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By: Costas Bocelli — April 23, 2020

Has the Market Bottomed? Find Out Here...

Everyone wants to know if the stock market has bottomed.

On March 23rd, the S&P 500, the primary US stock market benchmark, fell to a recent low of 2,237 (2,191 intraday).

From the February record highs, that’s a decline of -35% from peak to trough.

(Click any image to enlarge)


On that very same day, the two other major stock market averages (The Dow Jones Industrials Average and the NASDAQ Composite) also hit their respective lows.

And since, the indices have rebounded, gaining back a good portion of the losses.

But they all trade well below the February record highs and still considered in correction territory (a decline of 10% or more from the peak).

Some technical strategists believe that the bear market has only begun.

Others are less bearish, but are still skeptical of the bounce. They believe that the next bull market phase cannot begin until we see a retest of the March lows.

Often, it’s that second wave of selling that truly washes out the last of the weak hands and gives birth to a new bull market.  In fact, this is what occurred in early 2016.

While a retest of a major low is a typical bottoming pattern, it doesn’t always happen.

There is the V-shaped bottoming pattern too, like what had occurred in late 2018.


The stock market hit a major low on December 24th (the Christmas Eve massacre), then rallied and never looked back.

So far, this selloff is tracing the V-shape pattern.

But that doesn’t necessarily mean another selling tsunami is about to hit, or that we’re headed for a retest of the recent lows (or worse).

So which is it? Obviously no one can say for sure.

But there is one technical pattern hidden in the charts that points to the March lows as being THE "low” in the cycle.

I’m referring to a chart pattern known as an Outside Reversal.


What Is An Outside Reversal?

An outside reversal is a price pattern that indicates a potential change in trend on a price chart.

On a daily chart, the two-day pattern is observed when a security’s high and low prices for the day exceed the high and low of the previous day’s trading session.

Since the stock market has been declining and in a bearish trend, we’ll be looking to spot a bullish engulfing pattern. This is pattern you'll find on candlestick charts.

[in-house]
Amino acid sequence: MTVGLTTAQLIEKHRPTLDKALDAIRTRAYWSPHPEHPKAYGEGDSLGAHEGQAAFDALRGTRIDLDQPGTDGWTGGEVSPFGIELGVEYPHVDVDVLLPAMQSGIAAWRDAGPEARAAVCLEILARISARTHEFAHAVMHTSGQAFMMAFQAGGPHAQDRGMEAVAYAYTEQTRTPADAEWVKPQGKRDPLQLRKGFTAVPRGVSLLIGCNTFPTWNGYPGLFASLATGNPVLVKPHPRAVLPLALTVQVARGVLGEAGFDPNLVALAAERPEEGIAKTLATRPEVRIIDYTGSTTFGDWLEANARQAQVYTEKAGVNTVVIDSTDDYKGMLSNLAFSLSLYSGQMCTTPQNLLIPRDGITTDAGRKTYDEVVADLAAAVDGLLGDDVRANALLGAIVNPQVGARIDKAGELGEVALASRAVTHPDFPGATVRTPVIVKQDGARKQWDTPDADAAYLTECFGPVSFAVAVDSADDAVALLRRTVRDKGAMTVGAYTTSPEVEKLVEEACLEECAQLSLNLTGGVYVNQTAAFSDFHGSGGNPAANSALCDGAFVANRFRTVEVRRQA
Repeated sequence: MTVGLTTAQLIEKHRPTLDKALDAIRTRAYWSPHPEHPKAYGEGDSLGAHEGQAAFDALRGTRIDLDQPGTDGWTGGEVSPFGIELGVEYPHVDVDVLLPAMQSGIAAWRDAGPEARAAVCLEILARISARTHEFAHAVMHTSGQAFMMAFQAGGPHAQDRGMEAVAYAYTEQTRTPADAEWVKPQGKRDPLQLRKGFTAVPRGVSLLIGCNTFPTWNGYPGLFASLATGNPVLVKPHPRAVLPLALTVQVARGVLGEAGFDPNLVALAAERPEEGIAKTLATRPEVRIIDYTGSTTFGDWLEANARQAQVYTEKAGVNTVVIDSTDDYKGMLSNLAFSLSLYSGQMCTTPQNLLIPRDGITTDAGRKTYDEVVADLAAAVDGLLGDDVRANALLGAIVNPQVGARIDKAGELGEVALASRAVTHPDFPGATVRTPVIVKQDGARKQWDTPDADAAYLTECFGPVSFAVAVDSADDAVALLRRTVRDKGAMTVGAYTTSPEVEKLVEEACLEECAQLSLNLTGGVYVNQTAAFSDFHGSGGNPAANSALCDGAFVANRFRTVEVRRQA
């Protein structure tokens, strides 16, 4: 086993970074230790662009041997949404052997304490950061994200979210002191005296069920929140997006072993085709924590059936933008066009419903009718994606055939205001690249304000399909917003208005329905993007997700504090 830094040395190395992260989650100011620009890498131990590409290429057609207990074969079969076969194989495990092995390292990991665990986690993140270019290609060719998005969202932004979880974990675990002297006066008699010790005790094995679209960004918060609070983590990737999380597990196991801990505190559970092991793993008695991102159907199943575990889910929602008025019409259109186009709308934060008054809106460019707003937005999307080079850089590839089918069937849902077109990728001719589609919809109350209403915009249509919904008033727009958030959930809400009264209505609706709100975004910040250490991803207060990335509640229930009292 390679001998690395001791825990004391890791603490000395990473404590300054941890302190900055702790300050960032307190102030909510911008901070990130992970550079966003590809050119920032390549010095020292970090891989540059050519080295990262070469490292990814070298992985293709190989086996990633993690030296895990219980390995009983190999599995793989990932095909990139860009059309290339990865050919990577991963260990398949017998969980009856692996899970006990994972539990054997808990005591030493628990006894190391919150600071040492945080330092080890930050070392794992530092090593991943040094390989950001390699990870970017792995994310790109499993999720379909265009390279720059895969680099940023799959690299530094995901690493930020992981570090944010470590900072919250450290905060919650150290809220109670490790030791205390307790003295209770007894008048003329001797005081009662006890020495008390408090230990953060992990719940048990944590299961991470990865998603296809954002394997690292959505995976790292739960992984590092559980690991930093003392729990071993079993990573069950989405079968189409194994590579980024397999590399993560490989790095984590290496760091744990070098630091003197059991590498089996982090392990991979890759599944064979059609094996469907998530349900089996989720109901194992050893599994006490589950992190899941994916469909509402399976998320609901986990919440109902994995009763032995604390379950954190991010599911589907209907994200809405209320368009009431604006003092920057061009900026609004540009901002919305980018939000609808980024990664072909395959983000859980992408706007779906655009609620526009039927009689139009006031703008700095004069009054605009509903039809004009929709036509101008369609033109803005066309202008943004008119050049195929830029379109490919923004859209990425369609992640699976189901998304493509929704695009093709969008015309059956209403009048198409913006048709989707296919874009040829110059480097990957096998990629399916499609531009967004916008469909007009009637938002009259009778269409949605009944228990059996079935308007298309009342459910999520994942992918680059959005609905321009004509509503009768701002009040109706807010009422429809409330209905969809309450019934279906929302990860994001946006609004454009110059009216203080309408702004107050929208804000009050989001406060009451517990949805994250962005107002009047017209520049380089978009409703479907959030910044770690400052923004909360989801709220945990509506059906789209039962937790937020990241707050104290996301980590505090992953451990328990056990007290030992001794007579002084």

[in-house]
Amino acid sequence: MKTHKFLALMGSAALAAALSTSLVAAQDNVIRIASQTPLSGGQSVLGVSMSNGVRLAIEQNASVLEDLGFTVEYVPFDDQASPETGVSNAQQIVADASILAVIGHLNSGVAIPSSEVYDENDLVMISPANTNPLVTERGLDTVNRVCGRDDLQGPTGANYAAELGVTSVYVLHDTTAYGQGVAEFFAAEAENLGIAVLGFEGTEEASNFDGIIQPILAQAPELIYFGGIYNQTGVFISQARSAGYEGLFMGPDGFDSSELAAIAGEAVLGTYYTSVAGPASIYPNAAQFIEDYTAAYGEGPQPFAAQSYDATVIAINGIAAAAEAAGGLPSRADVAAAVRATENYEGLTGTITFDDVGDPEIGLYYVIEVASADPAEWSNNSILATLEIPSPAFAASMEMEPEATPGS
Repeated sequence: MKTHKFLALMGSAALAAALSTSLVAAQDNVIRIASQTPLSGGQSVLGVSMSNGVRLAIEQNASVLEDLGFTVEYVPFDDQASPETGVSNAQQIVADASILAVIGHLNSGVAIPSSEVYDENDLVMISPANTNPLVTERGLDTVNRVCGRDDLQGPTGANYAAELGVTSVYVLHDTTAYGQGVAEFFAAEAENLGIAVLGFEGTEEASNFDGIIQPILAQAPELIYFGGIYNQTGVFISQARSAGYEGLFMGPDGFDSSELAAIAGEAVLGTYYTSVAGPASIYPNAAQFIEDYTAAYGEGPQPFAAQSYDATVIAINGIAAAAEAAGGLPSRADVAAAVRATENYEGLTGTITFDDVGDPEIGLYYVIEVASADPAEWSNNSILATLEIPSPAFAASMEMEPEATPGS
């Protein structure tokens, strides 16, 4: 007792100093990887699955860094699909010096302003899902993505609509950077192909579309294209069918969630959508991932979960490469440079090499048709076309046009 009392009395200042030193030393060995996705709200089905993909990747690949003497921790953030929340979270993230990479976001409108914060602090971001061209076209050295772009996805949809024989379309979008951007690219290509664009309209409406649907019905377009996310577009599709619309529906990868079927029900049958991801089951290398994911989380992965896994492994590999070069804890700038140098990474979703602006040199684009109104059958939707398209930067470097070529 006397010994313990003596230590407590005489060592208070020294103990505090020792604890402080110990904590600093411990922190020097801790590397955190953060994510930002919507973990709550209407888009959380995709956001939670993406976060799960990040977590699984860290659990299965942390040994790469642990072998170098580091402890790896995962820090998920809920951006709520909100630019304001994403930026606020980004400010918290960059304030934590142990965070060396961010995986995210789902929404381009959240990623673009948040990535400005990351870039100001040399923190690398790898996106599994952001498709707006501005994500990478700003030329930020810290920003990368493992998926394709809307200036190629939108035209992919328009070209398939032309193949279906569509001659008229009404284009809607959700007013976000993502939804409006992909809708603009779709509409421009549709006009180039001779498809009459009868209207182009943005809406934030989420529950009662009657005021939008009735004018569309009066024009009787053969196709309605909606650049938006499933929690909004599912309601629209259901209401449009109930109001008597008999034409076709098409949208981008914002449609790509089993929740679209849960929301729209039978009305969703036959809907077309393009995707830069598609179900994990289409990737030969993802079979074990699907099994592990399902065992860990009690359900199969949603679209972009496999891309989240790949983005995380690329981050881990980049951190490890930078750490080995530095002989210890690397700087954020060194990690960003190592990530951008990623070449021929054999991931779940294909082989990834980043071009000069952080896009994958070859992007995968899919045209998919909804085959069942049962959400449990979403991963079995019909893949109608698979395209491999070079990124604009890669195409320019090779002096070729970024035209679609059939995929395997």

Generally, this is what a bullish engulfing candlestick chart pattern looks like.


When the bullish engulfing candle pattern occurs at an extreme low it’s considered to be an “outside day” reversal – a bearish-to-bullish change in trend.

Let’s look again at the six month daily chart in the S&P 500…


Do you see the candlestick in the black oval circle?

That is Monday, March 23rd, when the S&P 500 made the low.

Does this ugly red candlestick look like a bullish engulfing candlestick?

Not at all…

The S&P 500 managed to finish well off the lows, but still closed down more than -3% on the day.

Now let’s make one simple adjustment to the price chart.

Instead of the viewing a daily chart, let’s look at the weekly chart in the S&P 500.



Look at the price action during the week-ending March 27th (the green arrow).

We see the S&P 500 finishing the week higher than the previous week while making a lower low and a higher high.  That’s a bullish engulfing candle.

And when it occurs after a major selloff (the S&P 500 declined -35% from the February record high), it’s considered an outside reversal.

And in this instance, we’re looking at an “outside week” reversal.

And let me tell you, “outside week” bullish reversals have been rare of late.

In fact, over the past four years, there have only been two other instances of this pattern formation.

And in both cases, the “outside week” reversal turned out to be THE LOW and a signal that the stock market was a screaming BUY!


The previous outside week reversal was in June 2019.

From there, the S&P 500 gained an additional +18% and topped out at the February 2020 all-time record high.

And the one before that was in June 2016. This one happened to occur after the retest and double bottom low we mentioned earlier.

After that outside week reversal, the S&P 500 went on an 18-month rally, gaining an additional +37%.

This brings us to the recent outside week reversal in March 2020 For the week ending March 27th.

So far, the S&P 500 has gained an additional +13%.

Time will tell if this outside week reversal marked THE LOW…

…and whether this corrective phase turns out to be V-shaped recovery, a double-bottom retest, or perhaps simply one pattern in a deeper bear market correction.

That history has yet to be written.

But what I will tell you is that global central banks and the government have taken extraordinary measures to pump massive amounts of liquidity into the financial system.

Should stocks again pull back, it will likely be a tremendous buying opportunity, and excellent news for those that have missed the rally off of the mid-March lows.

That's it for now.

In next week’s column, we’ll take a look at three strong sectors and three strong stocks that are beating back the coronavirus pandemic.

Until then, be well and stay safe!